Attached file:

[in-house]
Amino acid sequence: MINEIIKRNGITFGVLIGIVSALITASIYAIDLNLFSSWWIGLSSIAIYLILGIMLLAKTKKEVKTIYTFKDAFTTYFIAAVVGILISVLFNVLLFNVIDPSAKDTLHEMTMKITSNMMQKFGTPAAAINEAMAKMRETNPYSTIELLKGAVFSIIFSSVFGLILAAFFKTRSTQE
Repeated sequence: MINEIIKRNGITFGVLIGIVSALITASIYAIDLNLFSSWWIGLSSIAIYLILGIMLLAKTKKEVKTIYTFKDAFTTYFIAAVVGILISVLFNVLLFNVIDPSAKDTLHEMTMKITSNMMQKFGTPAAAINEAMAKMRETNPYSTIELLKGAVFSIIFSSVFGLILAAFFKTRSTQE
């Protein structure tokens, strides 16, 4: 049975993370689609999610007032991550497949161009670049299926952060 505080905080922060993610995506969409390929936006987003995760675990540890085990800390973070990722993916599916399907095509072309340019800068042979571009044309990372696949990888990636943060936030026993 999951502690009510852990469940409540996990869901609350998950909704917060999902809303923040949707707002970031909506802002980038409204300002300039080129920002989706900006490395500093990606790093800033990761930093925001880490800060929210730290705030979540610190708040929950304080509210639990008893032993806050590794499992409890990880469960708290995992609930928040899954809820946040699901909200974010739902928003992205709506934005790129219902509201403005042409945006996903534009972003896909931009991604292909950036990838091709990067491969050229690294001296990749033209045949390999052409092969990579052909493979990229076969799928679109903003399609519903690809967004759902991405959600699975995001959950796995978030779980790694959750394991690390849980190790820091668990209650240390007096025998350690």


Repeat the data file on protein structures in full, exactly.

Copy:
[in-house]
Amino acid sequence: MINEIIKRNGITFGVLIGIVSALITASIYAIDLNLFSSWWIGLSSIAIYLILGIMLLAKTKKEVKTIYTFKDAFTTYFIAAVVGILISVLFNVLLFNVIDPSAKDTLHEMTMKITSNMMQKFGTPAAAINEAMAKMRETNPYSTIELLKGAVFSIIFSSVFGLILAAFFKTRSTQE
Repeated sequence: MINEIIKRNGITFGVLIGIVSALITASIYAIDLNLFSSWWIGLSSIAIYLILGIMLLAKTKKEVKTIYTFKDAFTTYFIAAVVGILISVLFNVLLFNVIDPSAKDTLHEMTMKITSNMMQKFGTPAAAINEAMAKMRETNPYSTIELLKGAVFSIIFSSVFGLILAAFFKTRSTQE
């Protein structure tokens, strides 16, 4: 049975993370689609999610007032991550497949161009670049299926952060 505080905080922060993610995506969409390929936006987003995760675990540890085990800390973070990722993916599916399907095509072309340019800068042979571009044309990372696949990888990636943060936030026993 999951502690009510852990469940409540996990869901609350998950909704917060999902809303923040949707707002970031909506802002980038409204300002300039080129920002989706900006490395500093990606790093800033990761930093925001880490800060929210730290705030979540610190708040929950304080509210639990008893032993806050590794499992409890990880469960708290995992609930928040899954809820946040699901909200974010739902928003992205709506934005790129219902509201403005042409945006996903534009972003896909931009991604292909950036990838091709990067491969050229690294001296990749033209045949390999052409092969990579052909493979990229076969799928679109903003399609519903690809967004759902991405959600699975995001959950796995978030779980790694959750394991690390849980190790820091668990209650240390007096025998350690």